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Cummins lowers previously reported earnings

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Columbus-based diesel engine manufacturer Cummins Inc. lowered its previously reported quarterly profit by $12 million, or 3.1 percent, after discovering legal fees that the company initially missed.

Cummins announced Wednesday that it actually finished its fourth quarter with a $369 million profit, or $1.95 per diluted share. The company reported Feb. 6 that it earned $381 million in the period ended Dec. 31.

Earnings before interest and taxes dropped by $20 million, to $532 million.

Earnings for all of 2012 fell to $1.65 billion, or $8.67 per share, from $1.85 billion, or $9.55 per share, in 2011.

The company adjusted its earnings to reflect an increase to its legal reserves after a “recent adverse court ruling” for a contract dispute.

Cummins did not specify which court case it was referring to.

A company spokeswoman did not immediately respond Wednesday morning to a voicemail seeking comment.

Cummins shares fell 59 cents, or 0.5 percent, to $117.78 each in morning trading.

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  1. In reality, Lilly is maintaining profit by cutting costs such as Indiana/US citizen IT workers by a significant amount with their Tata Indian consulting connection, increasing Indian H1B's at Lillys Indiana locations significantly and offshoring to India high paying Indiana jobs to cut costs and increase profit at the expense of U.S. workers.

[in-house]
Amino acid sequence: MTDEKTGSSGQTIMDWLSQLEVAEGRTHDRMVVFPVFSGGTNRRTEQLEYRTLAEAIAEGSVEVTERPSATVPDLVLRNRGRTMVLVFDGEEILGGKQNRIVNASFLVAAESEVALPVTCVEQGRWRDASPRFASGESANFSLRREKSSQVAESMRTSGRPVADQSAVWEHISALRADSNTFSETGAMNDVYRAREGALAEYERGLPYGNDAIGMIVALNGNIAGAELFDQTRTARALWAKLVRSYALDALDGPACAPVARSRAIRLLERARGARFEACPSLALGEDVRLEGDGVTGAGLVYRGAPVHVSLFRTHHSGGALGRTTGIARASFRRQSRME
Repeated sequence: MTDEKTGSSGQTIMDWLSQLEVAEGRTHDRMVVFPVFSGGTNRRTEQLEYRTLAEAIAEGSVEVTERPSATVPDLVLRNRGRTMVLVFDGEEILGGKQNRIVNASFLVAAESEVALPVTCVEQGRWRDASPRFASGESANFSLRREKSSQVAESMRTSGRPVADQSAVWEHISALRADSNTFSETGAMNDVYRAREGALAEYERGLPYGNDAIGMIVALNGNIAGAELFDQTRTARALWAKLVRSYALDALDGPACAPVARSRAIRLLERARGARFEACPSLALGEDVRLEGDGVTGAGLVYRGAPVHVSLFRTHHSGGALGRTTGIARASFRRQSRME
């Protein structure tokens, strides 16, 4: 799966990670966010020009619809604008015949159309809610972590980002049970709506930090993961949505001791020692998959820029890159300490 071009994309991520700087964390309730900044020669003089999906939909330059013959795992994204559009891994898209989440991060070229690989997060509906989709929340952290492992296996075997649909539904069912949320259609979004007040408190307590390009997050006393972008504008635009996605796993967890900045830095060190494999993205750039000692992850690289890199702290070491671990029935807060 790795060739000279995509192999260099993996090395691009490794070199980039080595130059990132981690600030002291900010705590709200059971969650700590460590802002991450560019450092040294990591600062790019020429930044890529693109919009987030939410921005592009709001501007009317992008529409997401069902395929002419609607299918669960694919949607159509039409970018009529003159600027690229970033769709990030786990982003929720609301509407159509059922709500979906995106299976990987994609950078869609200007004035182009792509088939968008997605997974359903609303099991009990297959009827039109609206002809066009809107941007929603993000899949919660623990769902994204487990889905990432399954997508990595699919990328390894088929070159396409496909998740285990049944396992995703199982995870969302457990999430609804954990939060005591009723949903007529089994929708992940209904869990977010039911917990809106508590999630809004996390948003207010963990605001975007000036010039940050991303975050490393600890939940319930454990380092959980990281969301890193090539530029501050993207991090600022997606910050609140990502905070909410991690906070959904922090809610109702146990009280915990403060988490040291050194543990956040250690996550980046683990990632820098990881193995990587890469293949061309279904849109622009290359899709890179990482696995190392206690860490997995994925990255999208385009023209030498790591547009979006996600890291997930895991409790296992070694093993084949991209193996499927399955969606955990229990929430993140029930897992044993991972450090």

2. I think perhaps there is legal precedence here in that the laws were intended for family farms, not pig processing plants on a huge scale. There has to be a way to squash this judges judgment and overrule her dumb judgement. Perhaps she should be required to live in one of those neighbors houses for a month next to the farm to see how she likes it. She is there to protect the people, not the corporations.

  3. http://www.omafra.gov.on.ca/english/engineer/facts/03-111.htm Corporate farms are not farms, they are indeed factories on a huge scale. The amount of waste and unhealthy smells are environmentally unsafe. If they want to do this, they should be forced to buy a boundary around their farm at a premium price to the homeowners and landowners that have to eat, sleep, and live in a cesspool of pig smells. Imagine living in a house that smells like a restroom all the time. Does the state really believe they should take the side of these corporate farms and not protect Indiana citizens. Perhaps justifiable they should force all the management of the farms to live on the farm itself and not live probably far away from there. Would be interesting to investigate the housing locations of those working at and managing the corporate farms.

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